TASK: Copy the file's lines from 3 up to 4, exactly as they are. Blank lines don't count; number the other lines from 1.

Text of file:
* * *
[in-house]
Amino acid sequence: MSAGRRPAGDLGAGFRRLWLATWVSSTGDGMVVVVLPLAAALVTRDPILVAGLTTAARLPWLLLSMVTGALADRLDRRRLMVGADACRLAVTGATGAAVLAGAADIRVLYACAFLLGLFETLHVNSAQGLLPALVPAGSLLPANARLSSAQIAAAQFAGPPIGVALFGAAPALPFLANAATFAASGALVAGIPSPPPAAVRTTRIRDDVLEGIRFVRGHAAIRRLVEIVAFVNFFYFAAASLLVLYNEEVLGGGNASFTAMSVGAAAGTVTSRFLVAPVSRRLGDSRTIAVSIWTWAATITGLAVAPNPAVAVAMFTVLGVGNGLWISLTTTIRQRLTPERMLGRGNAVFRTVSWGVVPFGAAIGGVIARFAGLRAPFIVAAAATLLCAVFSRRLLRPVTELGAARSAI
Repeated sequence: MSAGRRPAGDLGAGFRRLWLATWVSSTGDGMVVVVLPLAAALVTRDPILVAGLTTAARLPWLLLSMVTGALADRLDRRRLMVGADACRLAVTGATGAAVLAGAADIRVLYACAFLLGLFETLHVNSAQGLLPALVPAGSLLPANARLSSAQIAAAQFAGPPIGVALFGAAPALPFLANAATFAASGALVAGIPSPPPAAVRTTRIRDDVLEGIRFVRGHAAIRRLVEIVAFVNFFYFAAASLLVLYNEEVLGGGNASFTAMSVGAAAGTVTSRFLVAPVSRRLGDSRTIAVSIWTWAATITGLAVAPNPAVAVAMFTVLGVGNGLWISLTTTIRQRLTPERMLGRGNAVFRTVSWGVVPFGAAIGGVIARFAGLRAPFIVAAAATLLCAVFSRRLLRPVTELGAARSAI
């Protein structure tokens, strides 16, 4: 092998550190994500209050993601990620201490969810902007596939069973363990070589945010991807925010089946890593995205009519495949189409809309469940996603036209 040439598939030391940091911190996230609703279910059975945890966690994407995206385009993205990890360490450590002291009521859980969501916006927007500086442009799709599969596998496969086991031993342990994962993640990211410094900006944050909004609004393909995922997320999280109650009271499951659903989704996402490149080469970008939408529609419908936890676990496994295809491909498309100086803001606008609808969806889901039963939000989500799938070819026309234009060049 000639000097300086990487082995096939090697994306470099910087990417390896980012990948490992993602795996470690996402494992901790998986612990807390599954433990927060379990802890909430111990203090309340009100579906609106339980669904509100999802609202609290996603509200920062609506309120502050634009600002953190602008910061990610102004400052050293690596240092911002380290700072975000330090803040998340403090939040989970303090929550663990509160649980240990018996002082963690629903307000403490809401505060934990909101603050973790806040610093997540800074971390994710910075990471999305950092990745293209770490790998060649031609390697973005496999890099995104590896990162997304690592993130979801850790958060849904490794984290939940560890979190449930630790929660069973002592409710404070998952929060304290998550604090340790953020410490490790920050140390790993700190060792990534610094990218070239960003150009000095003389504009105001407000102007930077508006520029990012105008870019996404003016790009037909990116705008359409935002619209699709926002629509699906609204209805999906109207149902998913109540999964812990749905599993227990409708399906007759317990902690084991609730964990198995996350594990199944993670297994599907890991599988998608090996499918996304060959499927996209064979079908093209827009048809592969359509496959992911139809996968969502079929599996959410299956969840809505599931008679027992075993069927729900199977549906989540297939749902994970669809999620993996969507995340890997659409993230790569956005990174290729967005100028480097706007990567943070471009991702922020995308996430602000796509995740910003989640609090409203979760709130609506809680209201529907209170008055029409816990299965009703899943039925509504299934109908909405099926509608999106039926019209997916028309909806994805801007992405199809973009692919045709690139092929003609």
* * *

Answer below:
Repeated sequence: MSAGRRPAGDLGAGFRRLWLATWVSSTGDGMVVVVLPLAAALVTRDPILVAGLTTAARLPWLLLSMVTGALADRLDRRRLMVGADACRLAVTGATGAAVLAGAADIRVLYACAFLLGLFETLHVNSAQGLLPALVPAGSLLPANARLSSAQIAAAQFAGPPIGVALFGAAPALPFLANAATFAASGALVAGIPSPPPAAVRTTRIRDDVLEGIRFVRGHAAIRRLVEIVAFVNFFYFAAASLLVLYNEEVLGGGNASFTAMSVGAAAGTVTSRFLVAPVSRRLGDSRTIAVSIWTWAATITGLAVAPNPAVAVAMFTVLGVGNGLWISLTTTIRQRLTPERMLGRGNAVFRTVSWGVVPFGAAIGGVIARFAGLRAPFIVAAAATLLCAVFSRRLLRPVTELGAARSAI
């Protein structure tokens, strides 16, 4: 092998550190994500209050993601990620201490969810902007596939069973363990070589945010991807925010089946890593995205009519495949189409809309469940996603036209 040439598939030391940091911190996230609703279910059975945890966690994407995206385009993205990890360490450590002291009521859980969501916006927007500086442009799709599969596998496969086991031993342990994962993640990211410094900006944050909004609004393909995922997320999280109650009271499951659903989704996402490149080469970008939408529609419908936890676990496994295809491909498309100086803001606008609808969806889901039963939000989500799938070819026309234009060049 000639000097300086990487082995096939090697994306470099910087990417390896980012990948490992993602795996470690996402494992901790998986612990807390599954433990927060379990802890909430111990203090309340009100579906609106339980669904509100999802609202609290996603509200920062609506309120502050634009600002953190602008910061990610102004400052050293690596240092911002380290700072975000330090803040998340403090939040989970303090929550663990509160649980240990018996002082963690629903307000403490809401505060934990909101603050973790806040610093997540800074971390994710910075990471999305950092990745293209770490790998060649031609390697973005496999890099995104590896990162997304690592993130979801850790958060849904490794984290939940560890979190449930630790929660069973002592409710404070998952929060304290998550604090340790953020410490490790920050140390790993700190060792990534610094990218070239960003150009000095003389504009105001407000102007930077508006520029990012105008870019996404003016790009037909990116705008359409935002619209699709926002629509699906609204209805999906109207149902998913109540999964812990749905599993227990409708399906007759317990902690084991609730964990198995996350594990199944993670297994599907890991599988998608090996499918996304060959499927996209064979079908093209827009048809592969359509496959992911139809996968969502079929599996959410299956969840809505599931008679027992075993069927729900199977549906989540297939749902994970669809999620993996969507995340890997659409993230790569956005990174290729967005100028480097706007990567943070471009991702922020995308996430602000796509995740910003989640609090409203979760709130609506809680209201529907209170008055029409816990299965009703899943039925509504299934109908909405099926509608999106039926019209997916028309909806994805801007992405199809973009692919045709690139092929003609």